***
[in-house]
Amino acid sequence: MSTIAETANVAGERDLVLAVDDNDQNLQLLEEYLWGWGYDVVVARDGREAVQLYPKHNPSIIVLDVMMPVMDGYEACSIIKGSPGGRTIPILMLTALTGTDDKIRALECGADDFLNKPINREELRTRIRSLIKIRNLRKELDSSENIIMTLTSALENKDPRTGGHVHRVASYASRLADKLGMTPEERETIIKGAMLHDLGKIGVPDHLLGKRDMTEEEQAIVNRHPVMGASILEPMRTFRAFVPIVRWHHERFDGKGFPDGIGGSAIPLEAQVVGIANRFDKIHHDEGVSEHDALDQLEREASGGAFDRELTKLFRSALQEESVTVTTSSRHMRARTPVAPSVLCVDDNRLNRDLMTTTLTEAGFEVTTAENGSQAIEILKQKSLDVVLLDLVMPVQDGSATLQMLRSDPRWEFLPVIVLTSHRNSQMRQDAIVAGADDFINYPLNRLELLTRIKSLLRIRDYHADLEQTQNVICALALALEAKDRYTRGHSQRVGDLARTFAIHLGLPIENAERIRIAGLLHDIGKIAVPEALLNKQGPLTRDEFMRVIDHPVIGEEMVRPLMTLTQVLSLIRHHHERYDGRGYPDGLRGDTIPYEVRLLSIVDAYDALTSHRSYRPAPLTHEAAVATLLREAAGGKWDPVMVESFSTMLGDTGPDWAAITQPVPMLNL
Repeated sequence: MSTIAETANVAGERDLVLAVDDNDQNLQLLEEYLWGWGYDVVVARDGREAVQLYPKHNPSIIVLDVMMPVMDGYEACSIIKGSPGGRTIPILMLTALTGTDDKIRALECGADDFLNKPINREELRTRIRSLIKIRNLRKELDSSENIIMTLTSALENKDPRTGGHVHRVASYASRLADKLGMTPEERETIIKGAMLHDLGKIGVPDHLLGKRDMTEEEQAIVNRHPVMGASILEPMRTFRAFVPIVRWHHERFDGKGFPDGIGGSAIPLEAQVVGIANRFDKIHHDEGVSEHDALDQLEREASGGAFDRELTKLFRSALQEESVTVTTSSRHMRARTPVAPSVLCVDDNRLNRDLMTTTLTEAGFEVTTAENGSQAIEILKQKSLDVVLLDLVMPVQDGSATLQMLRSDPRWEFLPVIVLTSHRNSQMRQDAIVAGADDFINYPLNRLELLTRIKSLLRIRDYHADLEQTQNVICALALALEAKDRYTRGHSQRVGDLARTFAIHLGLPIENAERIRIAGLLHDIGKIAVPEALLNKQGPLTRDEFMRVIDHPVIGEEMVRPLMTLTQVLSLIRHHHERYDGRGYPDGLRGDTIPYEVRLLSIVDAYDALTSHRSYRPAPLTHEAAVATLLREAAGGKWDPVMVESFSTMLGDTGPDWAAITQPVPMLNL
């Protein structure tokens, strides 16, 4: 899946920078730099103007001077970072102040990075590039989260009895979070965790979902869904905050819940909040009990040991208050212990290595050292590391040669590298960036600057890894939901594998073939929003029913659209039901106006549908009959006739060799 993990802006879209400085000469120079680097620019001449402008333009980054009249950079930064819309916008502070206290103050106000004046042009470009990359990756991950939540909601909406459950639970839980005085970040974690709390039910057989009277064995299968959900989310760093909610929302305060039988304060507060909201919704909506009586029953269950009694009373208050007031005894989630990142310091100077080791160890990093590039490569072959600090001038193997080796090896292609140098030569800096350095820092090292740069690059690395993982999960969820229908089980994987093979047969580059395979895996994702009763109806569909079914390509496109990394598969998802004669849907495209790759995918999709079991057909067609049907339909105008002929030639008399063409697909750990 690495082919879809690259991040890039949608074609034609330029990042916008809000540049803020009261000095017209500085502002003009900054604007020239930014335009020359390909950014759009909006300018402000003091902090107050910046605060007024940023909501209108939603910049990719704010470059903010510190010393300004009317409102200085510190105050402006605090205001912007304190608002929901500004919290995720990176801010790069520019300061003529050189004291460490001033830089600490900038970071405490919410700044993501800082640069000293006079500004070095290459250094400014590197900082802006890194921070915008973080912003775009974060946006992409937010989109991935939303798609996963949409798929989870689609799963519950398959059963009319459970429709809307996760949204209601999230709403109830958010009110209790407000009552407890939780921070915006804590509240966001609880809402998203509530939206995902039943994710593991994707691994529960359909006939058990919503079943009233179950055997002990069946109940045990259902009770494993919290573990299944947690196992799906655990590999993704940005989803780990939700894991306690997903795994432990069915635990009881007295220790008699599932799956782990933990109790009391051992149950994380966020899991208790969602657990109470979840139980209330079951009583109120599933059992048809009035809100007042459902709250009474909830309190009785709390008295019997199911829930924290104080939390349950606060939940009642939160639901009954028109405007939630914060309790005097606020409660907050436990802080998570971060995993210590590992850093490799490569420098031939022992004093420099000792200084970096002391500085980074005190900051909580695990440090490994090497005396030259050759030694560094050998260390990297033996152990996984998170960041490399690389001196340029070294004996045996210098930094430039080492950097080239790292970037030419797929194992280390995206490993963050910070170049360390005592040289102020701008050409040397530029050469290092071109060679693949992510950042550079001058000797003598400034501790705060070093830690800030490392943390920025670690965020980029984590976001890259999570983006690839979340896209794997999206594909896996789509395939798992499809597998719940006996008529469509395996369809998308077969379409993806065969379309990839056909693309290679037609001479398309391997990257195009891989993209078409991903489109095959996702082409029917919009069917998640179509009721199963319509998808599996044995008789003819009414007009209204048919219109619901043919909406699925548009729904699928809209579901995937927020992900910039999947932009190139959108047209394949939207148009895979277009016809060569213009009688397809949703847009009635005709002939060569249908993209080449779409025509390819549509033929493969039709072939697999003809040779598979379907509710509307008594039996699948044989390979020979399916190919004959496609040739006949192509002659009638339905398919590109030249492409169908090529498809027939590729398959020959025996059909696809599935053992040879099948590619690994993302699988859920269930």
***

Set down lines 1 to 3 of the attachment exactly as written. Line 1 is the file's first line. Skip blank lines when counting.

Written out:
[in-house]
Amino acid sequence: MSTIAETANVAGERDLVLAVDDNDQNLQLLEEYLWGWGYDVVVARDGREAVQLYPKHNPSIIVLDVMMPVMDGYEACSIIKGSPGGRTIPILMLTALTGTDDKIRALECGADDFLNKPINREELRTRIRSLIKIRNLRKELDSSENIIMTLTSALENKDPRTGGHVHRVASYASRLADKLGMTPEERETIIKGAMLHDLGKIGVPDHLLGKRDMTEEEQAIVNRHPVMGASILEPMRTFRAFVPIVRWHHERFDGKGFPDGIGGSAIPLEAQVVGIANRFDKIHHDEGVSEHDALDQLEREASGGAFDRELTKLFRSALQEESVTVTTSSRHMRARTPVAPSVLCVDDNRLNRDLMTTTLTEAGFEVTTAENGSQAIEILKQKSLDVVLLDLVMPVQDGSATLQMLRSDPRWEFLPVIVLTSHRNSQMRQDAIVAGADDFINYPLNRLELLTRIKSLLRIRDYHADLEQTQNVICALALALEAKDRYTRGHSQRVGDLARTFAIHLGLPIENAERIRIAGLLHDIGKIAVPEALLNKQGPLTRDEFMRVIDHPVIGEEMVRPLMTLTQVLSLIRHHHERYDGRGYPDGLRGDTIPYEVRLLSIVDAYDALTSHRSYRPAPLTHEAAVATLLREAAGGKWDPVMVESFSTMLGDTGPDWAAITQPVPMLNL
Repeated sequence: MSTIAETANVAGERDLVLAVDDNDQNLQLLEEYLWGWGYDVVVARDGREAVQLYPKHNPSIIVLDVMMPVMDGYEACSIIKGSPGGRTIPILMLTALTGTDDKIRALECGADDFLNKPINREELRTRIRSLIKIRNLRKELDSSENIIMTLTSALENKDPRTGGHVHRVASYASRLADKLGMTPEERETIIKGAMLHDLGKIGVPDHLLGKRDMTEEEQAIVNRHPVMGASILEPMRTFRAFVPIVRWHHERFDGKGFPDGIGGSAIPLEAQVVGIANRFDKIHHDEGVSEHDALDQLEREASGGAFDRELTKLFRSALQEESVTVTTSSRHMRARTPVAPSVLCVDDNRLNRDLMTTTLTEAGFEVTTAENGSQAIEILKQKSLDVVLLDLVMPVQDGSATLQMLRSDPRWEFLPVIVLTSHRNSQMRQDAIVAGADDFINYPLNRLELLTRIKSLLRIRDYHADLEQTQNVICALALALEAKDRYTRGHSQRVGDLARTFAIHLGLPIENAERIRIAGLLHDIGKIAVPEALLNKQGPLTRDEFMRVIDHPVIGEEMVRPLMTLTQVLSLIRHHHERYDGRGYPDGLRGDTIPYEVRLLSIVDAYDALTSHRSYRPAPLTHEAAVATLLREAAGGKWDPVMVESFSTMLGDTGPDWAAITQPVPMLNL